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Nov. 4 (Bloomberg) -- Alcatel-Lucent SA, France’s largest telecommunications equipment supplier, cut its profit forecast as economic uncertainty in Europe prompted customers to hold back orders.
The shares slumped 17 percent in Paris trading, the biggest decline since 2002. The full-year adjusted operating margin will be about 4 percent, 1 percentage point less than an earlier projection, Alcatel-Lucent said. Third-quarter sales fell 6.8 percent to 3.8 billion euros ($5.2 billion), missing the 4 billion-euro average analyst estimate.
Europe is “a hesitant market, and the uncertainties are bigger than we anticipated before,” Chief Executive Officer Ben Verwaayen said on a conference call. The forecast reduction is necessary for the Paris-based company “given the uncertainties affecting Europe, and the fact that we see fourth-quarter revenue in Europe weaker than we planned.”
Alcatel-Lucent said today it plans to seek additional savings of about 500 million euros in 2012 as it tries to keep down costs of sales and project implementation. Verwaayen is nearing the end of a three-year turnaround plan for Alcatel- Lucent, which lost almost 10 billion euros in the three-and-a- half years following its creation through the 2006 takeover by Alcatel SA of Lucent Technologies.
The company’s shares fell 34 cents to 1.67 euros.
Third-quarter net income was 194 million euros, beating the 57.2 million-euro average estimates of 16 analysts compiled by Bloomberg. Alcatel-Lucent returned to profit in the second quarter with 43 million euros in net income.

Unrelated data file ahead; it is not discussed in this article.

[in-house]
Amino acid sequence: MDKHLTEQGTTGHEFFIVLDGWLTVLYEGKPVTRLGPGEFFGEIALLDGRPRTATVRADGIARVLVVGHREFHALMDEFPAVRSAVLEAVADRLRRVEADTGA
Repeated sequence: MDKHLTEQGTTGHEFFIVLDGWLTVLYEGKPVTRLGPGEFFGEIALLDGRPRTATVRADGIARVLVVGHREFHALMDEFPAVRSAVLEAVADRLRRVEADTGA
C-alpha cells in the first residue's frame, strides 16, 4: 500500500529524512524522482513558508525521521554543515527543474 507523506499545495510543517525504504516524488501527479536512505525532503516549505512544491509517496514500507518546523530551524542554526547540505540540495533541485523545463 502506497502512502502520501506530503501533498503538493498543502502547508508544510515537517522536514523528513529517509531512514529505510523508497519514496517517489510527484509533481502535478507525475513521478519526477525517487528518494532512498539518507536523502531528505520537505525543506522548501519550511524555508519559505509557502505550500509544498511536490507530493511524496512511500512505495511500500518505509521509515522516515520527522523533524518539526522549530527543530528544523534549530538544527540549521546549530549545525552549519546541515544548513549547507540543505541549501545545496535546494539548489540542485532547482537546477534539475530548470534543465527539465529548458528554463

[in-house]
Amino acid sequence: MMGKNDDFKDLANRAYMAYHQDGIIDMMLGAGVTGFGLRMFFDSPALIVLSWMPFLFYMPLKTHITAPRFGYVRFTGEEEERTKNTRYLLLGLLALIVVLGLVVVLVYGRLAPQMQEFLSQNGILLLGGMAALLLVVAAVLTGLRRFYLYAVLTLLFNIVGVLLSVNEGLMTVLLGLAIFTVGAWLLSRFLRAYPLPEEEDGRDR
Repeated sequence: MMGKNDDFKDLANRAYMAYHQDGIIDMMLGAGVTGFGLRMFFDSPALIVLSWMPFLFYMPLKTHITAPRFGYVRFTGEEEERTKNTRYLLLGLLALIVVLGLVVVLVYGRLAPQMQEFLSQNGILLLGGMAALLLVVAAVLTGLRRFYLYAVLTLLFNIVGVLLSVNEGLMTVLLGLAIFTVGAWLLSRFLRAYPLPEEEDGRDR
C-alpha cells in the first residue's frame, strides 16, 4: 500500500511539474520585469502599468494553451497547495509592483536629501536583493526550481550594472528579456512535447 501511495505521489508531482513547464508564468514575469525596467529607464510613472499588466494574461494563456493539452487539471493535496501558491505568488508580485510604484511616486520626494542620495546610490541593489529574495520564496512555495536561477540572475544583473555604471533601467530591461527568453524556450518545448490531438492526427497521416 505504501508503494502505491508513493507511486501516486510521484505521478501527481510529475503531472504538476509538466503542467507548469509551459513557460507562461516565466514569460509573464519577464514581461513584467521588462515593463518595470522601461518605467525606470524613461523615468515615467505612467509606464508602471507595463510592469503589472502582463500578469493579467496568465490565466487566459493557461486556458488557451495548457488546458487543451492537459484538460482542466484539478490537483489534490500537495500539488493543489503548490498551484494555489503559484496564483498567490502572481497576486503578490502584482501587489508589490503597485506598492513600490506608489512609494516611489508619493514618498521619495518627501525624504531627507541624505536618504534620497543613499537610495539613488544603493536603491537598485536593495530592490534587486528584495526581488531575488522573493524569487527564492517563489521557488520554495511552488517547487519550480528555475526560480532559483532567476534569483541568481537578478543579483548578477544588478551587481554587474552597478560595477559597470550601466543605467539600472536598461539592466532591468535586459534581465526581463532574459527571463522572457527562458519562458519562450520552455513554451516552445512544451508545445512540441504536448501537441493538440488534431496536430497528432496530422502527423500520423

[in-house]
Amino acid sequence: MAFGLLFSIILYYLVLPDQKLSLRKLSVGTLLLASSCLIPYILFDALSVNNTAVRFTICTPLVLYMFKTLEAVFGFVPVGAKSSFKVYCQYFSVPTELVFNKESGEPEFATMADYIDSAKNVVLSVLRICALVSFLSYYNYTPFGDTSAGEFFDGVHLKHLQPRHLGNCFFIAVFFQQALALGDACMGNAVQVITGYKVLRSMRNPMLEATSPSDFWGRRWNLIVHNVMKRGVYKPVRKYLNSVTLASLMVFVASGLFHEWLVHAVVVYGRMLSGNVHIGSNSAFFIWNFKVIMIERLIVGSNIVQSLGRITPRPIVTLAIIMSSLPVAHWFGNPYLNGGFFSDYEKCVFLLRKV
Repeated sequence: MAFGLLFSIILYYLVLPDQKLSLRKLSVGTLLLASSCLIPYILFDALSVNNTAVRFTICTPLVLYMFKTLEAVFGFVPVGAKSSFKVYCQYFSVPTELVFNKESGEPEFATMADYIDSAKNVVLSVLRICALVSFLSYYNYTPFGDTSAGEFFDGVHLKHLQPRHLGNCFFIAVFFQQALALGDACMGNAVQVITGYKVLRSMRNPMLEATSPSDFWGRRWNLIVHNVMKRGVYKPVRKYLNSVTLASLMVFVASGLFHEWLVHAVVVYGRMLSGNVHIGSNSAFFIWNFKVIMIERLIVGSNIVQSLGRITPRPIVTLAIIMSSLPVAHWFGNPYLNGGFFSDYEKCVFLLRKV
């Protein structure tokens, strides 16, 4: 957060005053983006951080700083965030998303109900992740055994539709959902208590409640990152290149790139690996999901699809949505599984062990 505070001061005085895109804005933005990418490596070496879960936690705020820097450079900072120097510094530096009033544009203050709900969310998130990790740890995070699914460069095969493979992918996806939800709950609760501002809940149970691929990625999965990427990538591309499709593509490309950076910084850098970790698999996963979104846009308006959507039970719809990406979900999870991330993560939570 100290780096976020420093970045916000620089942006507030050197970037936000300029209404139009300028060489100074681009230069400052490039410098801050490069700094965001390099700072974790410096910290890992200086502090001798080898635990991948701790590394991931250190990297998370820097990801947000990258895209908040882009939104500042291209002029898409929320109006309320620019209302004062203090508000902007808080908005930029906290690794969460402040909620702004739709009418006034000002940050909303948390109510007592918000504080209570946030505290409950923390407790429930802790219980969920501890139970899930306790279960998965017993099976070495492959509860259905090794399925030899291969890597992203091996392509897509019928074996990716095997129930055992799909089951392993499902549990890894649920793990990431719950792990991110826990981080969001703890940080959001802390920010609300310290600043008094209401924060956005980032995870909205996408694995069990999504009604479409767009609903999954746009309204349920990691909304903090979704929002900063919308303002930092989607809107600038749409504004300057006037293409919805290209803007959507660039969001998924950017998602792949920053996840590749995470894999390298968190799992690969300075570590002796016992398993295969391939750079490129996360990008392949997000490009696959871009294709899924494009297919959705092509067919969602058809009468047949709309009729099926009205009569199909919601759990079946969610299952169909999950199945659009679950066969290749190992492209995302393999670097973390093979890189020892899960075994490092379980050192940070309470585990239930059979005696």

To rebuild the company, CEO Verwaayen has sold assets including a stake in Thales, the aerospace manufacturer, and the Genesys call-center software unit, which Permira Advisers LLP agreed last month to acquire for $1.5 billion. Those proceeds will be used for debt repayments and “general working capital,” Chief Financial Officer Paul Tufano said today.
Leaders of the Group of 20 nations gathered in Cannes yesterday urged European governments to implement a rapid solution to the continent’s two-year financial crisis after Greek prime minister George Papandreou promised -- and then scrapped -- a referendum on continued membership in the euro. The European Central Bank announced a surprise quarter-point cut in the benchmark interest rate as President Mario Draghi warned of a potential regional recession.
Third-quarter revenue from Europe declined 12 percent to 1.1 billion euros, Alcatel-Lucent said. Consolidation among mobile network operators, such as the 2009 merger of Deutsche Telekom AG and France Telecom SA’s U.K. units, may restrain network spending further by eliminating duplication even as data consumption surges thanks to devices such as Apple Inc.’s iPhone.
Sales from North America, Alcatel’s biggest market, slipped 0.3 percent, while Asia slumped 19 percent. The company reported a negative free cash flow of 436 million euros, a situation Tufano called “unacceptable” and pledged to rectify next year.
In its networking business, Alcatel-Lucent faces intensifying competition from China’s Huawei Technologies Co. and ZTE Corp., along with European rivals including Ericsson AB.
Ericsson, the world’s largest supplier of networking gear, is also shedding assets and agreed last month to sell its stake in handset joint-venture Sony Ericsson to its Japanese partner for $1.5 billion.
--Editors: Kenneth Wong, Simon Thiel
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